Fifty is about to slap me in the face. It’s not planning to tap me lightly on the shoulder. Nope, its plan is an epic full on attack of body and mind, beginning with a huge powerful gut busting blow next January, on THAT day.
How do I know? Because I’ve seen the recon team and it isn’t pretty.
But everyone says, “Ah, age is just a number. It’s all about your attitude.”
When the student is ready, the teacher will appear.~Buddhist Proverb
I wasn’t in the best of spirits when I walked into my local yoga studio for class on that blustery Monday evening. A slew of perceived problems, large and small, were spinning through my mind. I felt frustrated, helpless, and most of all, lost.
I wanted direction and guidance; I longed for the smallest bit of certainty that the decisions I’d had to make earlier would be the right ones. And when I considered relaxing and surrendering, I was unable to do either.
I was trying to run away from myself and my troubled mind, but I wasn’t getting anywhere.
Ironically enough, I’d published a post earlier that day about the fact that we all struggle with runaway minds and hearts. I’d written about the ways in which we are tempted to disconnect — to rebel against the love that surrounds us always.
The post emphasized compassion, forgiveness and celebration — all the things I wasn’t offering myself as I began my yoga practice.
Don’t postpone joy until you have learned all of your lessons. Joy is your lesson.~Alan Cohen
Twirling in her pink tutu, slightly tattered and always a little dirty, my niece opens her arms wide, calling for all of us to get up and dance with her. She wants to hold hands while we jump, spin and leap around the room.
She shouts along to the music, reminding each of us that we should be joining in. “Papa sing! It’s your turn Papa!” Panting and out of breath, we try our hardest to match her undying energy.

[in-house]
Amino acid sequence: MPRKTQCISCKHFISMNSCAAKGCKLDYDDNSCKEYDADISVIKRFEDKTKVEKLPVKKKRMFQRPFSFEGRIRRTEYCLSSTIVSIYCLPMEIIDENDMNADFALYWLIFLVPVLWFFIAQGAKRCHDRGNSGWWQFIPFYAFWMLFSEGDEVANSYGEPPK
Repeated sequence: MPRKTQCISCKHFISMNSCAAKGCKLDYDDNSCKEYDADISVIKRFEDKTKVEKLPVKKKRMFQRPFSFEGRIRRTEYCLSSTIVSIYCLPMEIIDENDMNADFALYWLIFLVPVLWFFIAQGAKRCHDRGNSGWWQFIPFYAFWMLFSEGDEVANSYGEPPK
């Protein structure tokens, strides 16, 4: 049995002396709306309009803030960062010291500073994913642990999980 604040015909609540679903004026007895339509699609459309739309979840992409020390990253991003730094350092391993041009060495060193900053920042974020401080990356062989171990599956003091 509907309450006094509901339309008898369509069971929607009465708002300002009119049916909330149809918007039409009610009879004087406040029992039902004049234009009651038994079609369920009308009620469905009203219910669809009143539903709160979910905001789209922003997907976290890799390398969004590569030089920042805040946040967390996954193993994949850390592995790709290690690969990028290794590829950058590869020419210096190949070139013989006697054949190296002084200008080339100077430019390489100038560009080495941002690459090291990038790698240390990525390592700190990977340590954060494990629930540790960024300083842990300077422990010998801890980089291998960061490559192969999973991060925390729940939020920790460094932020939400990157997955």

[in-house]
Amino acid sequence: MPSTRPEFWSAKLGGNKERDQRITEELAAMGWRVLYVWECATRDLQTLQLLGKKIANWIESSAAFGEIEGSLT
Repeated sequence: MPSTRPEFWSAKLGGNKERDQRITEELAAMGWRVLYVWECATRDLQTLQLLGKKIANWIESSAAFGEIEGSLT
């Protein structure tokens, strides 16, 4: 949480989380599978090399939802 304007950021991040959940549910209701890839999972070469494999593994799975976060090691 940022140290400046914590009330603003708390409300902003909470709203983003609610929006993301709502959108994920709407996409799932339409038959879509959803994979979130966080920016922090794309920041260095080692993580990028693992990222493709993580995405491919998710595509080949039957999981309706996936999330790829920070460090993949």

After the music — she asks for Justin Bieber by name now — starts to fade, she drops our hands and holds out her arms again. “Ok everyone, it’s time for a group hug!”
We haven’t purposely partaken in a group hug for years now, but we oblige because her smile is contagious and her enthusiasm is impossible to tame.
I now see how owning our story and loving ourselves through that process is the bravest thing that we will ever do.~Brene Brown
Do you ever fear that voicing your needs and desires —saying what you want — makes you selfish and will cause people to dislike you?
I used to be terrified of taking a stand for myself — saying “no” or “I don’t want to” or “I disagree.” I was so desperate to fit in and please others that I’d completely forgo my own wishes and innermost needs.
This denial of my truest self probably led to the anorexia I developed at the age of 10 — a disorder that I wouldn’t be able to shake off for 14 years.
Even when I got married, I did so despite my inner voice urging me to wait. Again, I listened to someone else’s wants at the expense of my own. So I said ‘I do,’ feeling slightly sick and knowing that I was walking down the wrong path.